I have 2 x imported strimmers, one with the handle bar control, the other with the trigger, out of both I much prefer the trigger, it feels I have more control over the strimmer, having both arms stretched out on handlebars just does not feel right when moving in a left to right motion, they both came with basic straps, so I purchased extra quick release straps which work very well with them,
as with any tool, I suppose its luck of the draw on breakages, as both of my imported strimmers only cost around £80 each, have both been used very hard since feb and both are still going strong, so its not always a case of paying more to get a better item, plus at 52cc they cope with everything, using a brushcutter saw blade they not only cut through bramble, but also small stems of hazel up to around 50mm
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Re: Brushcutters

Postby oldclaypaws » Fri Nov 22, 2013 6:49 pm

With one of those Dexxy, you pays your money and take a chance. The expectation has to be that they won't provide countless years of hard duty, and when they go wrong you chuck them and get another. No parts if one drops off. At a quarter of the price of a Husky or Stihl, that might be OK, but the general build quality of our Swedish or German friends will be far superior, and the life of the machine is virtually unlimited- theres no part can't be replaced. To me the higher price is a guarantee you're not wasting your money on throw away tat. The Einhell was supposed to be a compromise, and for two weeks it was great !

Key things for me have to be build quality, reliability, safety, back up service and spares. If everyone bought cheapies, we'd need another landfill site in every county. In a world of finite resources, I find it shameful that we are largely a 'throw away use it for 5 minutes society'. Everything should be built to last a reasonable period of use and capable of being repaired. 'fraid 95% of Chinky stuff just doesn't fulfill those criteria, and if they have a sharp blade spinning at several thousand revs, you don't want the possibility of it falling apart and sending potentially fatal shrapnel in all directions.

Learnt my lesson, will stick to European or Jap.

Would you jump out of a 'plane wearing a Chinese parachute?
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Re: Brushcutters

Postby Dexter's Shed » Fri Nov 22, 2013 8:27 pm

oldclaypaws wrote:
Would you jump out of a 'plane wearing a Chinese parachute?


no, it probably 'wouldn't fit as I'm a tall bugga
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Re: Brushcutters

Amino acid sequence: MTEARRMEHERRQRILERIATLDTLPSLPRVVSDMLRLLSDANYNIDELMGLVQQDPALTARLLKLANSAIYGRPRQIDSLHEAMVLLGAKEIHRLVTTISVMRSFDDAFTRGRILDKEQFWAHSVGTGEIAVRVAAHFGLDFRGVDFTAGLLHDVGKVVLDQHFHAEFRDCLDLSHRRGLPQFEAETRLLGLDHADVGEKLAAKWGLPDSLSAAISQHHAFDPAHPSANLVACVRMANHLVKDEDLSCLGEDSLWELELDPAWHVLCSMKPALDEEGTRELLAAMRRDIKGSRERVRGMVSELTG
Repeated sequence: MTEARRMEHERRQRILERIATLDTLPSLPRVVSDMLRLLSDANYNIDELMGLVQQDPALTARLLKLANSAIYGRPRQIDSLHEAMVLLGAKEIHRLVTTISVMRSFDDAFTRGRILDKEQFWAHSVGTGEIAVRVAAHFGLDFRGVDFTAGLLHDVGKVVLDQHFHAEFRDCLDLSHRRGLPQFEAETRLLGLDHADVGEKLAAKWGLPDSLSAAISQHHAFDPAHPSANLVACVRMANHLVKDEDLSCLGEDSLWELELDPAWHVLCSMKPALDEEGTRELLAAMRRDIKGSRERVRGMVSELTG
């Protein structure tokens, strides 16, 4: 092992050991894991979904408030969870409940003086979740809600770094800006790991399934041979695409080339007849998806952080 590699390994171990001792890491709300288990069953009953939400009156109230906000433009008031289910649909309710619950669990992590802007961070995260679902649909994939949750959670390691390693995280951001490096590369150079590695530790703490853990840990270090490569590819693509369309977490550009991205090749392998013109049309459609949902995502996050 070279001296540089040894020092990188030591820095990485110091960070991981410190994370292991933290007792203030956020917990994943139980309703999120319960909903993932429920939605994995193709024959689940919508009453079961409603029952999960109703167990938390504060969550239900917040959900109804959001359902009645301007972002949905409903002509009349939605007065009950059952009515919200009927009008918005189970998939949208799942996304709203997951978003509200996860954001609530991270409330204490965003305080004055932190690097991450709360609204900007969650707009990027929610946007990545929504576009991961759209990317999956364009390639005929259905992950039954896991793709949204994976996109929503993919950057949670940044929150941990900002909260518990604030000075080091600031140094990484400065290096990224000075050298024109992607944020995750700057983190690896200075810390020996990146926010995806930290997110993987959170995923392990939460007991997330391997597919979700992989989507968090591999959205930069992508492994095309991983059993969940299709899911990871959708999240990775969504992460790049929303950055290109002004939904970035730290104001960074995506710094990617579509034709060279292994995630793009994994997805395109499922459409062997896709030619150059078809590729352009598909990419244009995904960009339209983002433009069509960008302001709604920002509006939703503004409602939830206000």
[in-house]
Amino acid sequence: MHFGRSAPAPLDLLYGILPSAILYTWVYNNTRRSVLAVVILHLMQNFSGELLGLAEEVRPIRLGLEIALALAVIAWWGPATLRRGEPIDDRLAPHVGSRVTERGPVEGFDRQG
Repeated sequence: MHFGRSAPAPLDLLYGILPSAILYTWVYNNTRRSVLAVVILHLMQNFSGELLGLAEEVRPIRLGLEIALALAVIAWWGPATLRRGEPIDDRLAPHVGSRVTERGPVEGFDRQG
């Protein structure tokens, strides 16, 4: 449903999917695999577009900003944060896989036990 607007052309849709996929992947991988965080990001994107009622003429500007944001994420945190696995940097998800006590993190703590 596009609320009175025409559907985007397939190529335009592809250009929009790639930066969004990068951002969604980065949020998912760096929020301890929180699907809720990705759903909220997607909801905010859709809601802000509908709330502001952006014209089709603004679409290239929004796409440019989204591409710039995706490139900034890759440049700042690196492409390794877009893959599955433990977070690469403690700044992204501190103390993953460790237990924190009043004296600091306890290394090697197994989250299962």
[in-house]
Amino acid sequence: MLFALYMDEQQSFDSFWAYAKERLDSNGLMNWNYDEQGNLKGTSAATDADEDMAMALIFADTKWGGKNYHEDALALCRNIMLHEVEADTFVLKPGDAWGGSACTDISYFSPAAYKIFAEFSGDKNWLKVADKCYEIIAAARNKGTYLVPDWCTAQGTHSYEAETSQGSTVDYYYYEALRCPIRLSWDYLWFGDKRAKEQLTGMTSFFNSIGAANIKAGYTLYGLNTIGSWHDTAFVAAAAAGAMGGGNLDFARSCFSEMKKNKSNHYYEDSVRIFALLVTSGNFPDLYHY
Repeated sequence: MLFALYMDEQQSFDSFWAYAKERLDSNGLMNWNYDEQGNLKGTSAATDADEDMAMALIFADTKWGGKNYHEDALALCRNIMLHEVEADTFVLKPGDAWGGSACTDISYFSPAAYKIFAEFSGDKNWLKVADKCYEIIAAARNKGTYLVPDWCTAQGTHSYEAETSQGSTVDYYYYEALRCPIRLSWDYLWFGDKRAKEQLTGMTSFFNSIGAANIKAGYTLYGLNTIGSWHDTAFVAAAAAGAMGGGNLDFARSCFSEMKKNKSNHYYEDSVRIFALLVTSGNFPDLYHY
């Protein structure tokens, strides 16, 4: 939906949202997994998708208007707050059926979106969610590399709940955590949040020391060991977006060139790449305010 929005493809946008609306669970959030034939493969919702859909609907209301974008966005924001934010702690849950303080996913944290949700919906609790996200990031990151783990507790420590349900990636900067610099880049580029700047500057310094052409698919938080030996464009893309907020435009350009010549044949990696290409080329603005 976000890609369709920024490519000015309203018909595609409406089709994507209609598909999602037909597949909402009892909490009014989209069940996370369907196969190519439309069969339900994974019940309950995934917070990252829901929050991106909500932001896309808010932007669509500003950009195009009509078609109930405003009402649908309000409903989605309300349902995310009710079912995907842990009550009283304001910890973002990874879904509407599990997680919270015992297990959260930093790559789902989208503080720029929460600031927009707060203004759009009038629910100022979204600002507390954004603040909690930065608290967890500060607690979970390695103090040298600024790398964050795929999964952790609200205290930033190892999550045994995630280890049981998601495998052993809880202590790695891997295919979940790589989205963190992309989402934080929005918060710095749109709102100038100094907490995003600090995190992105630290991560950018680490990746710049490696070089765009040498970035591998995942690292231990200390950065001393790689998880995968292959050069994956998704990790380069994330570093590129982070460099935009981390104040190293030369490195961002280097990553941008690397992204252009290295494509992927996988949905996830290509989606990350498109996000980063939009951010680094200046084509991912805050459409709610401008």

Postby oldclaypaws » Fri Nov 22, 2013 8:44 pm

Whether it fits is unimportant if hurtling towards terra firma at 125 Mph with a malfunctioning ripcord. Although you might have 30 seconds left to use your ipad and leave REALLY REALLY negative feedback on your Ebay account !! :lol:
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Re: Brushcutters

Postby Andy M » Fri Nov 22, 2013 10:26 pm

Sadly, following the same logic, the iPad may not work because they are made in China!
See http://www.mostwatchedtoday.com/tag/whe ... pads-made/
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Re: Brushcutters

Postby oldclaypaws » Fri Nov 22, 2013 11:03 pm

I heard that the Central Committee of the Chinese Communist Party passed a rule that all broken electronic notepads are to be taken to specific allocated agricultural areas for collection and disposal. These areas are known as i-Paddy Fields. :roll: :lol: 8-) ;)
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Re: Brushcutters

Postby Bearwood » Sat Nov 23, 2013 6:55 am

I don't know what your thoughts are on second hand (the option doesn't really seem to be discussed on SWOG that often) but I've made two very good second hand purchases from ebay; the first being a Stihl 021 chainsaw and the second being a Stihl FS120 strimmer.

The strimmer was an ex-hire model from Speedy Hire, being sold by a chap who bought a load at a disposal auction. I purchased it blind with a view to spending the purchase price again (total of £200) on parts to get it up to speed. When I started giving it the once over, I found that it was hardly used and in tremendous condition both cosmetically and mechanically. The carburettor rebuild I had planned was not required, so I spent the money on a mulching blade and a polycut head instead.

I may have been lucky, but it's worth a shot with second hand. If you're not sure of which parts to buy or what to look for I'll gladly offer whatever advice I can based upon my experience.